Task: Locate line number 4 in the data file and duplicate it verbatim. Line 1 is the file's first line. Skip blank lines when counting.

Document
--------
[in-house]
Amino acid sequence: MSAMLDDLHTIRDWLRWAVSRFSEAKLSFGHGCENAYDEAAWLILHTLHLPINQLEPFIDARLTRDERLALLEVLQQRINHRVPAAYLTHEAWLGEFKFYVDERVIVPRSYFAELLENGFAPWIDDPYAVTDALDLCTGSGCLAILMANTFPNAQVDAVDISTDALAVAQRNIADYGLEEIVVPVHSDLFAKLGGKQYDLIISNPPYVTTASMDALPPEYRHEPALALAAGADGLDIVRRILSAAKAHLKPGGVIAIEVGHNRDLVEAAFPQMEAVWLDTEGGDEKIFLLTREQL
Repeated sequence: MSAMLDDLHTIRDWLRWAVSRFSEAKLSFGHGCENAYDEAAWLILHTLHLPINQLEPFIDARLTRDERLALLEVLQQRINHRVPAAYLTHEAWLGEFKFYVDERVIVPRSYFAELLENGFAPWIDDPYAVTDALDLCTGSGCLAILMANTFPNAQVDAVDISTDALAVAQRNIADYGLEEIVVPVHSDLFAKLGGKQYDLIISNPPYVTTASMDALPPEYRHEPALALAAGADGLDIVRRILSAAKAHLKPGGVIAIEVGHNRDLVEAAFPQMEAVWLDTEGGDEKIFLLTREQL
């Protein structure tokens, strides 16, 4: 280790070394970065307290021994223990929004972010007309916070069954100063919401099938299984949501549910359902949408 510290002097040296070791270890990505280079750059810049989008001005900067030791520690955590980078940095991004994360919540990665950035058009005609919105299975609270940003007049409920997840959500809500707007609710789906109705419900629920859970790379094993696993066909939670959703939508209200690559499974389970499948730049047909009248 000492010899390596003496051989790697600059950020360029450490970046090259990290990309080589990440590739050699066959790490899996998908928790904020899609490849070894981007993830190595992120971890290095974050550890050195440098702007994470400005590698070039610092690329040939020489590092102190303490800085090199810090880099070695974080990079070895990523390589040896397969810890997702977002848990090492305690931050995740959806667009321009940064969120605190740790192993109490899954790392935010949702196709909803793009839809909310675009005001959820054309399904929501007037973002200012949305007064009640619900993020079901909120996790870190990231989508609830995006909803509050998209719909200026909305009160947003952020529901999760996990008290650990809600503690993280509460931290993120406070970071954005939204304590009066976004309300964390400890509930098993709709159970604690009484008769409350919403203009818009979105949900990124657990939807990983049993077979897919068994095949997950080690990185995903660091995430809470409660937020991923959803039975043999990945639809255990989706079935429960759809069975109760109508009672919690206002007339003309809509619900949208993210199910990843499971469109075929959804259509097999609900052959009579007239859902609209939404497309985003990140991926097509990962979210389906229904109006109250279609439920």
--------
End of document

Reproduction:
């Protein structure tokens, strides 16, 4: 280790070394970065307290021994223990929004972010007309916070069954100063919401099938299984949501549910359902949408 510290002097040296070791270890990505280079750059810049989008001005900067030791520690955590980078940095991004994360919540990665950035058009005609919105299975609270940003007049409920997840959500809500707007609710789906109705419900629920859970790379094993696993066909939670959703939508209200690559499974389970499948730049047909009248 000492010899390596003496051989790697600059950020360029450490970046090259990290990309080589990440590739050699066959790490899996998908928790904020899609490849070894981007993830190595992120971890290095974050550890050195440098702007994470400005590698070039610092690329040939020489590092102190303490800085090199810090880099070695974080990079070895990523390589040896397969810890997702977002848990090492305690931050995740959806667009321009940064969120605190740790192993109490899954790392935010949702196709909803793009839809909310675009005001959820054309399904929501007037973002200012949305007064009640619900993020079901909120996790870190990231989508609830995006909803509050998209719909200026909305009160947003952020529901999760996990008290650990809600503690993280509460931290993120406070970071954005939204304590009066976004309300964390400890509930098993709709159970604690009484008769409350919403203009818009979105949900990124657990939807990983049993077979897919068994095949997950080690990185995903660091995430809470409660937020991923959803039975043999990945639809255990989706079935429960759809069975109760109508009672919690206002007339003309809509619900949208993210199910990843499971469109075929959804259509097999609900052959009579007239859902609209939404497309985003990140991926097509990962979210389906229904109006109250279609439920």